Wandering in Alzheimer's Disease: Clinical and Neurobiological Perspectives
Jeanne P. Ryan State University of New York at Plattsburgh
Alzheimer's disease is the primary cause of dementia in the United States, with prevalence estimates at 0.5% in individuals aged 65 years, increasing to 3% at age 75 and 10% at age 85 ( Breteler, Claus, van Duijn, Launer, & Hofman, 1992). During the course of the disease, the Alzheimer's disease patients exhibit a sequence of neurobehavioral disturbances. The loss of recent memory emerges at the onset of the disease and continues to deteriorate as the disease progresses. A behavior referred to as "wandering" also emerges in the early stages and is exacerbated during the course of the disease. The memory loss, one of the disease's cognitive differential diagnostic markers, has received considerable attention in the scientific literature ( Chui, 1989; Khachaturian, 1985). In contrast, although wandering is another characteristic feature that has been reported as a primary problem by over 70% of the caregivers, it has received scant attention by the scientific community ( Cummings & Victoroff, 1990).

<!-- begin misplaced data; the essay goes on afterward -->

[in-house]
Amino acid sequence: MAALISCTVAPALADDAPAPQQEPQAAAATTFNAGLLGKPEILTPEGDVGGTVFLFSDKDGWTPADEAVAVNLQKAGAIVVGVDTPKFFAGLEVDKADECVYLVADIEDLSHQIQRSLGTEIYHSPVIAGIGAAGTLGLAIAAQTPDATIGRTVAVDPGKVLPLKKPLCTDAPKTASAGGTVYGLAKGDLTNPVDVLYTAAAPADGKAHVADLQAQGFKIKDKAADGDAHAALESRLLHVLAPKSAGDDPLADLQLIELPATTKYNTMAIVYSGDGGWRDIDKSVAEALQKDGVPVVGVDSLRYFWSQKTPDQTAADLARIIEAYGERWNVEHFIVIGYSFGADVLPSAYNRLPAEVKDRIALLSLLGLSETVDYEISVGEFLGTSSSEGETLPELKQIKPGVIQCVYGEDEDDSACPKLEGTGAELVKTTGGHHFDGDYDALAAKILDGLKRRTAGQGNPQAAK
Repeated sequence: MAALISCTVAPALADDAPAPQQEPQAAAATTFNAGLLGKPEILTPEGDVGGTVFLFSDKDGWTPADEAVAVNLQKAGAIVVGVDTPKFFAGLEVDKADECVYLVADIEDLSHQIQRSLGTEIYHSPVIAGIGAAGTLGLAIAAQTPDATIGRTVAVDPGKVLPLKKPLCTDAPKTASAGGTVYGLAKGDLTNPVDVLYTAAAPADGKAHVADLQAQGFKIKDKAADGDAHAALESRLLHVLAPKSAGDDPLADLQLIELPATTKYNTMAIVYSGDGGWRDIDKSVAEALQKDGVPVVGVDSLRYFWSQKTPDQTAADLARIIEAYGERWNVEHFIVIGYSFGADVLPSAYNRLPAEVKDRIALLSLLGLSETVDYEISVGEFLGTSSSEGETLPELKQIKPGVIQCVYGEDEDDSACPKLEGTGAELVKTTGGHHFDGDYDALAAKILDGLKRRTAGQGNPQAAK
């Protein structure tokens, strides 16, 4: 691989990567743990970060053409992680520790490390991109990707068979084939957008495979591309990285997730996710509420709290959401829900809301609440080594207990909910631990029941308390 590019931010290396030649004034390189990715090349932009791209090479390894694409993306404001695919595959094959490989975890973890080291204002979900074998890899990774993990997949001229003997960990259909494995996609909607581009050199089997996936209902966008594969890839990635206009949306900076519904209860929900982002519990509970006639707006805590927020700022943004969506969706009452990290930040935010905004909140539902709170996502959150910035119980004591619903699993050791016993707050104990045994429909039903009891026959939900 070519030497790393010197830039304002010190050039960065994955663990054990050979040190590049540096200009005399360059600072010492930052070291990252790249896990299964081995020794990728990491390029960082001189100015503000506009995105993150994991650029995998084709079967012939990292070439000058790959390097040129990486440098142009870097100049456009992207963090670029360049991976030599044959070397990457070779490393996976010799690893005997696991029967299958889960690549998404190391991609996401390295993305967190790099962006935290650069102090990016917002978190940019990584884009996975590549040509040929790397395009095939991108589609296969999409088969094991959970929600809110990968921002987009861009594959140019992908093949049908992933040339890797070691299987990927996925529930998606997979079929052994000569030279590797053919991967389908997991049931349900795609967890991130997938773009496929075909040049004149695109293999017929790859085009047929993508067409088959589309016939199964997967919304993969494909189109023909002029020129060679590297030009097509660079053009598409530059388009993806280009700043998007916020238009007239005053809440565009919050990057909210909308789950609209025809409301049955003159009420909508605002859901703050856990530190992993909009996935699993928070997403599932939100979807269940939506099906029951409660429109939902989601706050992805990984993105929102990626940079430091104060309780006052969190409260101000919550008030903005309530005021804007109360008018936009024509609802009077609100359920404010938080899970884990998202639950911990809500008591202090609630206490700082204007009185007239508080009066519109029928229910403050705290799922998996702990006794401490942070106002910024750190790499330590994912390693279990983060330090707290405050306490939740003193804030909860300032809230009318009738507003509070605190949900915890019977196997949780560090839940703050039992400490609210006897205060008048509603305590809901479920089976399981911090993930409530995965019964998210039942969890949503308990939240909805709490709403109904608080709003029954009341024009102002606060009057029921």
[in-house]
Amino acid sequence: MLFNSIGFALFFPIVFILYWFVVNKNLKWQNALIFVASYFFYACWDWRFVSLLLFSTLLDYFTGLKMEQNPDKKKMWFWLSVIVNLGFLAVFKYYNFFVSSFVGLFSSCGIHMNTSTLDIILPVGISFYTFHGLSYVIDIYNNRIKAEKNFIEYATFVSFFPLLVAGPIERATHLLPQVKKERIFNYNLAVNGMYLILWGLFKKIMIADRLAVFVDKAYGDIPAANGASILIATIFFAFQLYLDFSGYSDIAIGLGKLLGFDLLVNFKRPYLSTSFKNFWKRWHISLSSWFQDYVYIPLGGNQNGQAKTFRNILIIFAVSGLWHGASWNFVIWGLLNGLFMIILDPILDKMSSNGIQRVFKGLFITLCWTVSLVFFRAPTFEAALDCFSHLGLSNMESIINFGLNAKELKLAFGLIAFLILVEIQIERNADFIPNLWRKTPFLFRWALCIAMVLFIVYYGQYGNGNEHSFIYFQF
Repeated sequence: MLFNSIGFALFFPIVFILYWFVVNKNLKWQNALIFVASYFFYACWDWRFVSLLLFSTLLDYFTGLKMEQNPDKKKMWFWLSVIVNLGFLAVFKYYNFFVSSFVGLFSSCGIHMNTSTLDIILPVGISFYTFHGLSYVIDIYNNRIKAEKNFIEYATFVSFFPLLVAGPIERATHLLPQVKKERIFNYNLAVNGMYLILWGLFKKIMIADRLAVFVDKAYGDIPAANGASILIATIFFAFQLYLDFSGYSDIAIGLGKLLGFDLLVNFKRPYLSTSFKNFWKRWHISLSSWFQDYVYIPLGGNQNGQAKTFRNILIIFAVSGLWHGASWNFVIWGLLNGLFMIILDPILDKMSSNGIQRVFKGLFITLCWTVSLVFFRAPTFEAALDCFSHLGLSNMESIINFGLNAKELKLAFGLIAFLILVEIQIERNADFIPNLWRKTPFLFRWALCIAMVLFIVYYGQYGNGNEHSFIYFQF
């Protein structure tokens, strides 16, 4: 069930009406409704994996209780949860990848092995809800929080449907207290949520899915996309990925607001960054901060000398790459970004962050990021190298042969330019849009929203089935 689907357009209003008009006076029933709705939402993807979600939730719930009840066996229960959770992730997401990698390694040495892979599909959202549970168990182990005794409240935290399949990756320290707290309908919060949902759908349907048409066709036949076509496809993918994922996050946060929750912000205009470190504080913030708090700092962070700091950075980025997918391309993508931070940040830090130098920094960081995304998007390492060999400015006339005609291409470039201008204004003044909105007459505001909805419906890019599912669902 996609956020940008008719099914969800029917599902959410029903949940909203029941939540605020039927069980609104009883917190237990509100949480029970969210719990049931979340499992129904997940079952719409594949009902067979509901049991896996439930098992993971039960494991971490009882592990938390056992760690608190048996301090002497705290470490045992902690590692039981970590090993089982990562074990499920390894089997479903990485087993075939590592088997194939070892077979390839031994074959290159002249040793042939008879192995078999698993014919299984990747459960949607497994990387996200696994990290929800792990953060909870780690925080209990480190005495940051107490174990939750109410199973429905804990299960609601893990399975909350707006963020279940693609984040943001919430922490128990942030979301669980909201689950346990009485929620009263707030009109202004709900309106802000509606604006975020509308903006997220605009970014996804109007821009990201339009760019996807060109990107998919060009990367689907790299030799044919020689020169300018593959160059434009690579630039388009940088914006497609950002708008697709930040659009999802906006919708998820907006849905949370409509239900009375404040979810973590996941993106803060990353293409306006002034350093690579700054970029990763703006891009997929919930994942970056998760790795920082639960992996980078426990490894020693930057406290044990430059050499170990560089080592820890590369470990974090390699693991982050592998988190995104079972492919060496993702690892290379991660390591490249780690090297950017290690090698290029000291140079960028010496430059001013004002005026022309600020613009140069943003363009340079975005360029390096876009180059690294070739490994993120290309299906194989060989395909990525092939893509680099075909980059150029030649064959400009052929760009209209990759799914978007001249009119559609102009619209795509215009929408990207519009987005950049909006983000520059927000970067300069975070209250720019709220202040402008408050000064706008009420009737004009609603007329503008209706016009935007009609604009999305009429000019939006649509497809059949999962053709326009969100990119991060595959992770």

Wandering poses a tremendous burden on caregivers, who must be continually vigilant to the activities of the patients. Wandering Alzheimer's patients engage in greater movement, sometimes described as hyperactive ( Dawson & Reed, 1987; Snyder, Ruppercht, Pyrek, Brekus, & Moss, 1978), and are at greater risk of injury to themselves and to others. They are three times more likely to sustain a hip injury or to contribute to accidents ( Buchner & Larson, 1987). Patients living at home become unmanageable, which makes wandering the primary reason for the institutionalization of the patients during the mild to moderate stages of the disease ( Light & Lebowitz, 1989).